The accounting cycle for a merchandising business consists of ten stages 1

The accounting cycle for a merchandising business

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accounting cycle depicts the stages involved in preparing the financial statement. The accounting cycle for a merchandising business consists of ten stages: 1. Collect and verify source documents. 2. Analyze each business transaction. 3. Journalize each transaction. 4. Post transactions to a general and subsidiary ledger. 5. Prepare a trial balance. 6. Complete a worksheet. 7. Prepare financial statements - Income Statement, Statement of Retained Earnings, and Balance Sheet. Note: Publicly held corporations also prepare a Statement of Cash Flow. 8. Journalize and post adjusting entries. 9. Journalize and post closing entries. 10. Prepare post-closing trial balance.
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The accounting cycle, its basic principles and steps, are common across the different types of business - sole proprietorship, partnership, or corporation. Key Terms The key terms used in the section are listed below:
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Closing entries : The entries that need to be adjusted after preparing an Income Statement are called closing entries. Temporary account : The accounts that have an opening and closing balance as zero are called temporary accounts (Example: Revenue and Expense Accounts). Permanent account : The accounts that carry forward the balances to the next account period are called permanent accounts (Example: Asset, Liability, and Owners Equity Accounts).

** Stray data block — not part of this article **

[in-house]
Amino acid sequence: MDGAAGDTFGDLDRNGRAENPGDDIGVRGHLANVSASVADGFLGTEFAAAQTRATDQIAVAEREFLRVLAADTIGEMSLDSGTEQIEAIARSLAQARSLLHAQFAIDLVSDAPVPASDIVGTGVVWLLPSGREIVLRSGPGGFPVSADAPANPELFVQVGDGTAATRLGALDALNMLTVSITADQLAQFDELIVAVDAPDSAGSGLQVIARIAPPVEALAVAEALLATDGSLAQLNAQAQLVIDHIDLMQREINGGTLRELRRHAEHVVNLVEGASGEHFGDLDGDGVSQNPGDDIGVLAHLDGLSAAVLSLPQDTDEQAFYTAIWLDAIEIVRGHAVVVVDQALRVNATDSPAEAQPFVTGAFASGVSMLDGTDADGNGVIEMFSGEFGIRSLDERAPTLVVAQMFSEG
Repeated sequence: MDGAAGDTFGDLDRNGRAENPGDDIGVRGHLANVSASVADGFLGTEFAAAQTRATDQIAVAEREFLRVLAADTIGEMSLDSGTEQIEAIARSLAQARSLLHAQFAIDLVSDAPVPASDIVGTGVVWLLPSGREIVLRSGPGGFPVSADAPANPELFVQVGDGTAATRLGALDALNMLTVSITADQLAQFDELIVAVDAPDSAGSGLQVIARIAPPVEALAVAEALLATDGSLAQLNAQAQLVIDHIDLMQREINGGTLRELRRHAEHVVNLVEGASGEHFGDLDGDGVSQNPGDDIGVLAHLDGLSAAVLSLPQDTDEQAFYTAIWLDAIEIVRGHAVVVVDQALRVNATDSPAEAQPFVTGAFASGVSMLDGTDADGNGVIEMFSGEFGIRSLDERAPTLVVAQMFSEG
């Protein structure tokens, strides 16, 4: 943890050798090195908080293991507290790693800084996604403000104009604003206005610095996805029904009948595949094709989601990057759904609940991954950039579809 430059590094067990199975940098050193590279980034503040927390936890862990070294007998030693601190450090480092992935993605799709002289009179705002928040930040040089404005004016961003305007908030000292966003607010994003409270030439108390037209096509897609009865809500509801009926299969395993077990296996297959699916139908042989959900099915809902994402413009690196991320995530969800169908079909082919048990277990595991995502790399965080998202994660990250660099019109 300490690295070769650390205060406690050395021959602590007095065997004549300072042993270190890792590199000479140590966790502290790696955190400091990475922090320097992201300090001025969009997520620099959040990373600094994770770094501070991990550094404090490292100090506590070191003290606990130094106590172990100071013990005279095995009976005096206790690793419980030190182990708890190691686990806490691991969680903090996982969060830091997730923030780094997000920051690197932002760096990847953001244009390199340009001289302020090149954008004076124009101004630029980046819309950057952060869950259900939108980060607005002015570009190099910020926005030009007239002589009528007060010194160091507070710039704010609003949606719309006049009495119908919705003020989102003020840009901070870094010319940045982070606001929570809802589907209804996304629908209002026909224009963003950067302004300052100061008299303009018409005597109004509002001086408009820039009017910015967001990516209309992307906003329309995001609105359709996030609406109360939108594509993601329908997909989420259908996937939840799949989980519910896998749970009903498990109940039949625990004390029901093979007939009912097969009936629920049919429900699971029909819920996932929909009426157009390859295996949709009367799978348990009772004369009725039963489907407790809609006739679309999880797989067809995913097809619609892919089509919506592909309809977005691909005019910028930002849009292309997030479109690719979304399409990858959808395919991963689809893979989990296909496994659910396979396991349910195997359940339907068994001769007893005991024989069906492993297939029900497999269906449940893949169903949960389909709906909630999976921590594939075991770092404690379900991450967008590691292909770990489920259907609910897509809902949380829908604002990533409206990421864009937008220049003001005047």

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Accounting for Publicly Held Corporations Accounting for Publicly Held Corporations: Introduction In the United States, most business organizations operate as sole proprietorships or partnership businesses. These types of businesses work under limitations of limited capital, managerial capability, and growth potential. Corporations overcome these limitations and conduct business activities over a larger scale. Some examples of corporations are Coca-cola, Microsoft, and Wal- Mart. Corporations For legal and tax purposes, a corporation is a separate entity from its owners. A corporation is an entity that can: Purchase assets Merchandise in its name Enter into contracts Sue anyone Be sued by anyone. The following types of corporations exist in the United States. Closely Held Corporations Publicly Held Corporations Features of a Corporation The features of a corporation are listed below: Separate legal entity Legal permission to operate
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Stock holders Professional management Advantages and Disadvantages of a Corporation The advantages and disadvantages of corporation are listed below: Capital Stock Capital stock is a type of security that signifies ownership in a corporation. It represents a claim on part of the corporation's assets and earnings. The maximum capital stock a corporation can issue is called authorized capital. A corporation should determine the amount of maximum capital required to run the business while considering the future requirement for capital. Initially the corporation should raise the capital required to start and run the business. At a later stage, it can issue shares to generate more capital.
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A corporation should determine the value of each unit of share and disclose this to the concerned state law authority. The value of each unit of share is called par value of share, and is printed on
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